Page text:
There is some debate about multiple myeloma treatments in the MM community. Some doctors favor the double transplants with 3 follow up drug combinations following the transplants. The double transplants are the protocol norm in Europe. Some doctors favor a single transplant with the same three basic drugs. Some doctors favor just using the three drugs without a transplant. This debate can be very confusing for patients. It seems that the problem in determining the most effective treatment is being able to follow the patient for more than 2-3 years. As I understand it, it is rare for doctors to have data for their patients beyond this point. The key question seems to be: How long have you followed your patients?

To really see which treatment is most effective, you need to follow them for 10+ years, not just 2 or 3. The effective myeloma drugs (which came out 8-10 years ago) can alone keep myeloma patients alive for 2-3 years. It is more important to know if a patient relapsed, had to come in for another transplant (or a third) and what the long-term treatment was to keep them alive. My Utah doctor says, “Show me the data.”

I was also happy to learn more about my genomic testing. There are 7 different types of multiple myeloma, all with a different gene mess-up. Mine is the MAFB 14-20 gene, which means that part of the 14 chromosome is stuck to the 20 chromosome and part of the 20 chromosome is stuck to the 14 chromosome. The newer MM treatments are headed to be more personalized, depending on which gene problem you have, so it is good to have this information.

We are happy to be in Utah, happy to have great news about my treatment, and happy to be together!

Happy People

I am getting used to my new routine – from Monterrey to Texas and back every other week. I am so lucky to have friends who have offered to have me stay with them. Todd and Lisa are gracious hosts with a beautiful home and darling girls. They are kind and funny. They are a joy to be around. They are happy people.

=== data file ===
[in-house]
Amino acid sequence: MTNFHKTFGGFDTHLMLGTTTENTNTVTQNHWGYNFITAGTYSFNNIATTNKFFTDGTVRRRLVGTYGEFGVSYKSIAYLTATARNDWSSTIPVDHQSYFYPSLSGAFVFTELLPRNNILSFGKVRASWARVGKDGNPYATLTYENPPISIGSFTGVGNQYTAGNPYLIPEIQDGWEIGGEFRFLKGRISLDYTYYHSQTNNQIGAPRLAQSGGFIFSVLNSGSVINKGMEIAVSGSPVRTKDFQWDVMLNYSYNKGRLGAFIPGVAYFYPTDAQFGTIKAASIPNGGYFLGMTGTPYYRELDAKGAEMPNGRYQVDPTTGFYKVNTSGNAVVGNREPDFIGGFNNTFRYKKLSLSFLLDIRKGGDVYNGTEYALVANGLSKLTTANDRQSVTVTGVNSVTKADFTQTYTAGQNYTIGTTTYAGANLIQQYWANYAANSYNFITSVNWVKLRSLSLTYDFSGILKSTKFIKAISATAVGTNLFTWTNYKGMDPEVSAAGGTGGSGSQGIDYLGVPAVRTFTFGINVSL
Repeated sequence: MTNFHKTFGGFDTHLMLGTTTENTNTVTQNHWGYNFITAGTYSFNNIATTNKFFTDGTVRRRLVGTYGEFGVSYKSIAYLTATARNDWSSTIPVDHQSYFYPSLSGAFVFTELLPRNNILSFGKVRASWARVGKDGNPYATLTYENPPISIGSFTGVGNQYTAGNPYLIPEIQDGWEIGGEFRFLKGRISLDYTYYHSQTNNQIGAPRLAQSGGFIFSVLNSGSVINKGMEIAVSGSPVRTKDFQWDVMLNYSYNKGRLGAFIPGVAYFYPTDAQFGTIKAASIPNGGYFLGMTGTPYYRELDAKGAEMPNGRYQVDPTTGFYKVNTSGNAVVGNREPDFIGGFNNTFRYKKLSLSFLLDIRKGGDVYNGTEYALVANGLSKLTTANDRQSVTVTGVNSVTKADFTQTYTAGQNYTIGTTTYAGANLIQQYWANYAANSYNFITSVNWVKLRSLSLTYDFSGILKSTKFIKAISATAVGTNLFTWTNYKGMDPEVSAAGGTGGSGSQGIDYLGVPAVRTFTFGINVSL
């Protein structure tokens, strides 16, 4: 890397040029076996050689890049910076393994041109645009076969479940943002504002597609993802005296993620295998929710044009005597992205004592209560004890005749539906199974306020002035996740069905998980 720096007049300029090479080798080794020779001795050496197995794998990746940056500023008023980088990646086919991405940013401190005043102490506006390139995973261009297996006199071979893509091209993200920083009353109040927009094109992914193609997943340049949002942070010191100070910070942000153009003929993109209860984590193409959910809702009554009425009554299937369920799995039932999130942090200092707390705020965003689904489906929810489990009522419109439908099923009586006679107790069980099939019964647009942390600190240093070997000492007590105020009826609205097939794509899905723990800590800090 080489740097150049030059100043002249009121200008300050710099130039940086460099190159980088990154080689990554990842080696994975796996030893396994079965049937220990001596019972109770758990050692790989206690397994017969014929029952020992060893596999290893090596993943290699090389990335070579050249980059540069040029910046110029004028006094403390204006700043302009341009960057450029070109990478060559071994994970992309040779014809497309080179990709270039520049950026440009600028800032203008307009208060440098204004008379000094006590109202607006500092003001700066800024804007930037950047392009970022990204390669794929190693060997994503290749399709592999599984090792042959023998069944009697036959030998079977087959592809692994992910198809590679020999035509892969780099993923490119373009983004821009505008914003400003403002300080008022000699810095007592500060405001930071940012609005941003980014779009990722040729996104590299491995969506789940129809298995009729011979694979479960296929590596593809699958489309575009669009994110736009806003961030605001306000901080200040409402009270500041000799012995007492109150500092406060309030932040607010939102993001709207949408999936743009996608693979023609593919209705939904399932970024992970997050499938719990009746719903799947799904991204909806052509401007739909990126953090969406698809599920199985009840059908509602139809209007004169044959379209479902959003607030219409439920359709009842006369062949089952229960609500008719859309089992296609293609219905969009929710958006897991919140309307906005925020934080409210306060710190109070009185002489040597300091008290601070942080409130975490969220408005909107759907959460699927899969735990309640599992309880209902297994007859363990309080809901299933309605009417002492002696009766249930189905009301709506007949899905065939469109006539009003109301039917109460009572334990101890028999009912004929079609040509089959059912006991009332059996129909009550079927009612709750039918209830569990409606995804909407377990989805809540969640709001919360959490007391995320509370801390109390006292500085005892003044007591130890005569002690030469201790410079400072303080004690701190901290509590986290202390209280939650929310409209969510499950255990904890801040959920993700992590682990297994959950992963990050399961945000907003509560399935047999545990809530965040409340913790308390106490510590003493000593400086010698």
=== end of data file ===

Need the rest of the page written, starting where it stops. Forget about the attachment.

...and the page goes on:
My sweet sisters have also come out to be with me in Houston. They are also happy people and have made my time in Houston more fun. We have explored Old Spring, found the Mockingbird Bistro and Escalantes, driven neighborhoods and even gotten a pedicure.


My life is filled with happy people. My husband is a happy person, even when he is under stress. Starting a pioneering international venture fund at the same time his wife has had cancer has been quite the family adventure.  Last June, I commented that our first year in Mexico was our hardest year ever. Little did I know what was coming in August or December!

We are working to get the fund settled now that it is closed (congrats to the AVM team – 60M in January!) so we can add a bit more predictability to our life. I am two months into the travel routine and am getting better at coming and going. The 3-year-old is still a bit confused and keeps asking “Are you coming back?” It is a logical question for him after having me gone for 6 months during the transplants. Really, it has been plain hard on everyone.

Over the last two months, I have been frozen by my to-and-fro treatments and the stress of the startup. But you can only be paralyzed for so long before you have to do something else. Being a victim is really not sustainable living. I tried it, I really did. But the anxiety didn’t really get me anywhere. And so I am consciously making the transition from being a victim to someone who is empowered.

Happy people have a secret. They look at the world in terms of what must be done to change it and they use their agency to change the environment around them. Some happy people have taken charge of their healthcare – educating themselves on their disease and tracking their results. Some happy people look around to see how they can serve others – how they can make someone else’s day just a little better. Some happy people never accept a status quo – there is work to be done to change their world. There is a theme here – choice and then action. We get happy in the doing.